This reminds me of the old Batman movie, when the joker/riddler/penguin group dehydrates the UN into little piles of flakes.

But seriously, is it really as simple as adding water? IANAD, but I would assume that plasma has some fundamental differences than water. Maybe it would just be as simple as a medic carrying blood-flakes for everyone, and only a few doses of the necessary plasma or whatever catalyst is needed.

Re:Blood Flakes (1)

sensei85 (989372) | more than 7 years ago | (#15793040)

By freeze-drying your blood and removing the water crystals, all you need to put back in is the water. Everything else stays in the bag (all the salts, proteins, cells, etc). That's why they call it freeze-dried...

Granted, you have to add the correct amount of water. But I'm sure they've thought of that, and instead of running around w/ pints of blood, they'll have pint bags with the right amount of water in them, and all you have to do is dump your dry blood in the top.

Re:Blood Flakes (1)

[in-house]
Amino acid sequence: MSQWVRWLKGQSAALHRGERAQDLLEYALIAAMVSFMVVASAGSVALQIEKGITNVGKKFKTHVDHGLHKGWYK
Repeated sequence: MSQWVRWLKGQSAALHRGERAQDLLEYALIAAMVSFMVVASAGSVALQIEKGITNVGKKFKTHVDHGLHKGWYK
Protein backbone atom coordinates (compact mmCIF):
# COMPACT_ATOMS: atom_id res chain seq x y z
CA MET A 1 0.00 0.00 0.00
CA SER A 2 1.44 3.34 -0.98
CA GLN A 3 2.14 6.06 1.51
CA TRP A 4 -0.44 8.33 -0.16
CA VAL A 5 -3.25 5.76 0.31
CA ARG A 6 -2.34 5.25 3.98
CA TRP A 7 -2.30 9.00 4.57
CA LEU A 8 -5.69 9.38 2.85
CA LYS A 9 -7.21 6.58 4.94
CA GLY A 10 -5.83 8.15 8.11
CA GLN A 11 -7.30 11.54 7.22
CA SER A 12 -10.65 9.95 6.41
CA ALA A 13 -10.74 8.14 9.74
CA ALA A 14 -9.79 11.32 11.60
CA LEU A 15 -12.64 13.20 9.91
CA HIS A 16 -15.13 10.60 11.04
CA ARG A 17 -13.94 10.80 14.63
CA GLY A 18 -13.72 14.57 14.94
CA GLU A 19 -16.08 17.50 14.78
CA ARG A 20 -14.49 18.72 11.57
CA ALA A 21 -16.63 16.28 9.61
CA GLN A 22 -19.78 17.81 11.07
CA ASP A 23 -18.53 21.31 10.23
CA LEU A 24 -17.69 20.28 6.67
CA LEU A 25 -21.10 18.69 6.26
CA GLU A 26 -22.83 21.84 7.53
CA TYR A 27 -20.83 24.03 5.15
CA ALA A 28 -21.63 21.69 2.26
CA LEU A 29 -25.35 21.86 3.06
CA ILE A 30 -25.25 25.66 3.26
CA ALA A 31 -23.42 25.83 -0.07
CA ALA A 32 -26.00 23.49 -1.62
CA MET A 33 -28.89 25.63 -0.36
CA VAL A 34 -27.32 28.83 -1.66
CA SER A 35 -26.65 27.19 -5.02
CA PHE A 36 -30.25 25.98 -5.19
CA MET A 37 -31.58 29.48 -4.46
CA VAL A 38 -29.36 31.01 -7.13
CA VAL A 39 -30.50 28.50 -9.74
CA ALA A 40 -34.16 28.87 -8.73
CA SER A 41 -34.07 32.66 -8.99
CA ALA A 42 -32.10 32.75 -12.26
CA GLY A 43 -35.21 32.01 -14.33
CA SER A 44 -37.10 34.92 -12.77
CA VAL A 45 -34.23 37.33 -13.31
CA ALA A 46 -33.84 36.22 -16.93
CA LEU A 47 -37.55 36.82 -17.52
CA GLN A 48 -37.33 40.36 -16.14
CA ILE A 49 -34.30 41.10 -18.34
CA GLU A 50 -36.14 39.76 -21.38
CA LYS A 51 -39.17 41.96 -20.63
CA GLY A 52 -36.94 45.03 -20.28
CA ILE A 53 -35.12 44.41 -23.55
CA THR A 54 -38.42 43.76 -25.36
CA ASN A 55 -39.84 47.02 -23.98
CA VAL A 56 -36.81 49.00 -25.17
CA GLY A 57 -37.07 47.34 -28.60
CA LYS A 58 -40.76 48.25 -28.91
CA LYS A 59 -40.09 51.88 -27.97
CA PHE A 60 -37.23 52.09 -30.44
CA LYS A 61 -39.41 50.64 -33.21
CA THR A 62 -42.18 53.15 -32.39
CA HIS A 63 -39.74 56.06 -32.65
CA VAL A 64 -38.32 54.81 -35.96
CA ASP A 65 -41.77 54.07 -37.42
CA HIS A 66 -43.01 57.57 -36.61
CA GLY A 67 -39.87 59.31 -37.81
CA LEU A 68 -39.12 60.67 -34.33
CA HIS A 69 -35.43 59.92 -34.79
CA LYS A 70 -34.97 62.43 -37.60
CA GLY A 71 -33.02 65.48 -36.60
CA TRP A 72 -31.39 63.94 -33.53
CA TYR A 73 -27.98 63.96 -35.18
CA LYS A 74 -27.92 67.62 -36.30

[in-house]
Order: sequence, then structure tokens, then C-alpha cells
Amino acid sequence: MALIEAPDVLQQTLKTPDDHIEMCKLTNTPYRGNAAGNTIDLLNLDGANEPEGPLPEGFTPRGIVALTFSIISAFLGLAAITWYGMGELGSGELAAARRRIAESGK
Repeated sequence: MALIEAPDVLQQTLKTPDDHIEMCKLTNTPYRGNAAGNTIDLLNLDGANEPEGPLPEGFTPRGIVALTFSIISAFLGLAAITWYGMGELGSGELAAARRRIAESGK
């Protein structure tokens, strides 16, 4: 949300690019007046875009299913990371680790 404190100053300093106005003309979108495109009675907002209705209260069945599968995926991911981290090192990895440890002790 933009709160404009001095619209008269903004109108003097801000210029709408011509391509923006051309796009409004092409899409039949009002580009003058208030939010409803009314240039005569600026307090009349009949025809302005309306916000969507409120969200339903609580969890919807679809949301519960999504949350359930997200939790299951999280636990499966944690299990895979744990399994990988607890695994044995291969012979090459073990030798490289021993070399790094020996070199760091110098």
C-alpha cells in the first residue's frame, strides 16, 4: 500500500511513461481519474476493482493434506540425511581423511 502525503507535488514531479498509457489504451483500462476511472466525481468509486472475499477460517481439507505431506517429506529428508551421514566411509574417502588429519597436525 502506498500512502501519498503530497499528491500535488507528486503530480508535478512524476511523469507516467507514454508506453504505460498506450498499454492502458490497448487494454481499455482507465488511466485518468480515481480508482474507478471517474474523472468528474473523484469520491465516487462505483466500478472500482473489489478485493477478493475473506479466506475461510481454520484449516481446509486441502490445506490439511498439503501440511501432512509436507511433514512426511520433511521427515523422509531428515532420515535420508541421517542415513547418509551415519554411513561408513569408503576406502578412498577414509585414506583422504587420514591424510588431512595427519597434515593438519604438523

John Hasler (414242) | more than 7 years ago | (#15793044)

Blood is water, cells, and various dissolved substances. Plasma is blood without the cells. This stuff is blood without the water.

It's like Tang... (2, Funny)

Churla (936633) | more than 7 years ago | (#15792803)

Tang for Vampires....

Little vampire kids could run around with a bag of it licking their fingers and sticking them in it...

Works great, until you add confusion & nature (2, Insightful)

sco08y (615665) | more than 7 years ago | (#15792807)

So you're going to have a little baggy with a sticker.

If they're smart, they'll make sure that blood has to go into containers with the blood type in big letters, so that even if they get mixed up you can look at your dog tags to be sure you're not getting the wrong type of blood.

Then you also need clean water...

Today, when soldiers are wounded in action and need a blood transfusion in the battlefield or out in the field, military medics and doctors usually give them a transfusion of water and salt.

I just got done with CLS yesterday. The IV bag we use is a 500 ml bag; works great for a hangover. I guess you could mix the saline solution with this stuff but you still need a container to mix it in.

But it's hard enough to give someone an IV... now, by the time you were doing the transfusion you'd already have a saline lock in them. But imagine having to mix this stuff up and get it into a practical container while someone's going into shock.

Re:Works great, until you add confusion & natu (1)

CaptainFlyingToaster (265282) | more than 7 years ago | (#15793479)

Why not start a 500cc bolus of NS running so you can increase their BP and keep your access, then mix up the freeze-dried blood and piggy-back it onto the NS?